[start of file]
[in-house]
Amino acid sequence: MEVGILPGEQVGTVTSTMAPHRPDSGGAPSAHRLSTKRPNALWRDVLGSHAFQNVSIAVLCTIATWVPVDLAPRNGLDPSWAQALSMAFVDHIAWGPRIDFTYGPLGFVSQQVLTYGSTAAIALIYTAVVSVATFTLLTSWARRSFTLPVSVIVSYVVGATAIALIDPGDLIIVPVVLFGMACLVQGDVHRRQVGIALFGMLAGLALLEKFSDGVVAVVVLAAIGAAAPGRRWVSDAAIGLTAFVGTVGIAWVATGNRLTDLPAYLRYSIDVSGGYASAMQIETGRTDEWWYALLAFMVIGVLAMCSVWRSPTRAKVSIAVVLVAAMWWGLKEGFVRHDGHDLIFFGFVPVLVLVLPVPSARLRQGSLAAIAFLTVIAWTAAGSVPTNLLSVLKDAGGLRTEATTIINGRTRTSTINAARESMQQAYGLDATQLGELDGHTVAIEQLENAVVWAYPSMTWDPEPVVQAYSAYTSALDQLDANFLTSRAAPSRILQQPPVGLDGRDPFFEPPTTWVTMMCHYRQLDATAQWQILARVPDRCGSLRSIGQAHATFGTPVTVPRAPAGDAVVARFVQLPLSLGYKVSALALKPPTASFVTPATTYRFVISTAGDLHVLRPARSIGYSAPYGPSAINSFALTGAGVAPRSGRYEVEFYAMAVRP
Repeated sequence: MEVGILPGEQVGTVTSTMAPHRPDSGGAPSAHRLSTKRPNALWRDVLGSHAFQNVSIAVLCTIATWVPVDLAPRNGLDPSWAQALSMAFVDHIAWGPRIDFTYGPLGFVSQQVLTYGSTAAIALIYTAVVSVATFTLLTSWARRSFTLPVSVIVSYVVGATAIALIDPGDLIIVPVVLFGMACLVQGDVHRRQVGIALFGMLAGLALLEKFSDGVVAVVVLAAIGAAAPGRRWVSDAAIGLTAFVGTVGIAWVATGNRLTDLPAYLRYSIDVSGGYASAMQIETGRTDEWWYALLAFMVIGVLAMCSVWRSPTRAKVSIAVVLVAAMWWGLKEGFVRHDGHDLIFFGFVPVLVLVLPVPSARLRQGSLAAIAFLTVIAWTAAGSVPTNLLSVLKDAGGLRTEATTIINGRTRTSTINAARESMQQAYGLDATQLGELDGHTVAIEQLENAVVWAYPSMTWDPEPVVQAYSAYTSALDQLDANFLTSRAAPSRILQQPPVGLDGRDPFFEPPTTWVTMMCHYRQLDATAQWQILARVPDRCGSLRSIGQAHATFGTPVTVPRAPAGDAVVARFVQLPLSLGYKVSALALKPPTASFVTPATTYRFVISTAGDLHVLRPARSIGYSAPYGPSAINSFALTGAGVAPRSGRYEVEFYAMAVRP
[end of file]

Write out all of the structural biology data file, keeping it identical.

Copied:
[in-house]
Amino acid sequence: MEVGILPGEQVGTVTSTMAPHRPDSGGAPSAHRLSTKRPNALWRDVLGSHAFQNVSIAVLCTIATWVPVDLAPRNGLDPSWAQALSMAFVDHIAWGPRIDFTYGPLGFVSQQVLTYGSTAAIALIYTAVVSVATFTLLTSWARRSFTLPVSVIVSYVVGATAIALIDPGDLIIVPVVLFGMACLVQGDVHRRQVGIALFGMLAGLALLEKFSDGVVAVVVLAAIGAAAPGRRWVSDAAIGLTAFVGTVGIAWVATGNRLTDLPAYLRYSIDVSGGYASAMQIETGRTDEWWYALLAFMVIGVLAMCSVWRSPTRAKVSIAVVLVAAMWWGLKEGFVRHDGHDLIFFGFVPVLVLVLPVPSARLRQGSLAAIAFLTVIAWTAAGSVPTNLLSVLKDAGGLRTEATTIINGRTRTSTINAARESMQQAYGLDATQLGELDGHTVAIEQLENAVVWAYPSMTWDPEPVVQAYSAYTSALDQLDANFLTSRAAPSRILQQPPVGLDGRDPFFEPPTTWVTMMCHYRQLDATAQWQILARVPDRCGSLRSIGQAHATFGTPVTVPRAPAGDAVVARFVQLPLSLGYKVSALALKPPTASFVTPATTYRFVISTAGDLHVLRPARSIGYSAPYGPSAINSFALTGAGVAPRSGRYEVEFYAMAVRP
Repeated sequence: MEVGILPGEQVGTVTSTMAPHRPDSGGAPSAHRLSTKRPNALWRDVLGSHAFQNVSIAVLCTIATWVPVDLAPRNGLDPSWAQALSMAFVDHIAWGPRIDFTYGPLGFVSQQVLTYGSTAAIALIYTAVVSVATFTLLTSWARRSFTLPVSVIVSYVVGATAIALIDPGDLIIVPVVLFGMACLVQGDVHRRQVGIALFGMLAGLALLEKFSDGVVAVVVLAAIGAAAPGRRWVSDAAIGLTAFVGTVGIAWVATGNRLTDLPAYLRYSIDVSGGYASAMQIETGRTDEWWYALLAFMVIGVLAMCSVWRSPTRAKVSIAVVLVAAMWWGLKEGFVRHDGHDLIFFGFVPVLVLVLPVPSARLRQGSLAAIAFLTVIAWTAAGSVPTNLLSVLKDAGGLRTEATTIINGRTRTSTINAARESMQQAYGLDATQLGELDGHTVAIEQLENAVVWAYPSMTWDPEPVVQAYSAYTSALDQLDANFLTSRAAPSRILQQPPVGLDGRDPFFEPPTTWVTMMCHYRQLDATAQWQILARVPDRCGSLRSIGQAHATFGTPVTVPRAPAGDAVVARFVQLPLSLGYKVSALALKPPTASFVTPATTYRFVISTAGDLHVLRPARSIGYSAPYGPSAINSFALTGAGVAPRSGRYEVEFYAMAVRP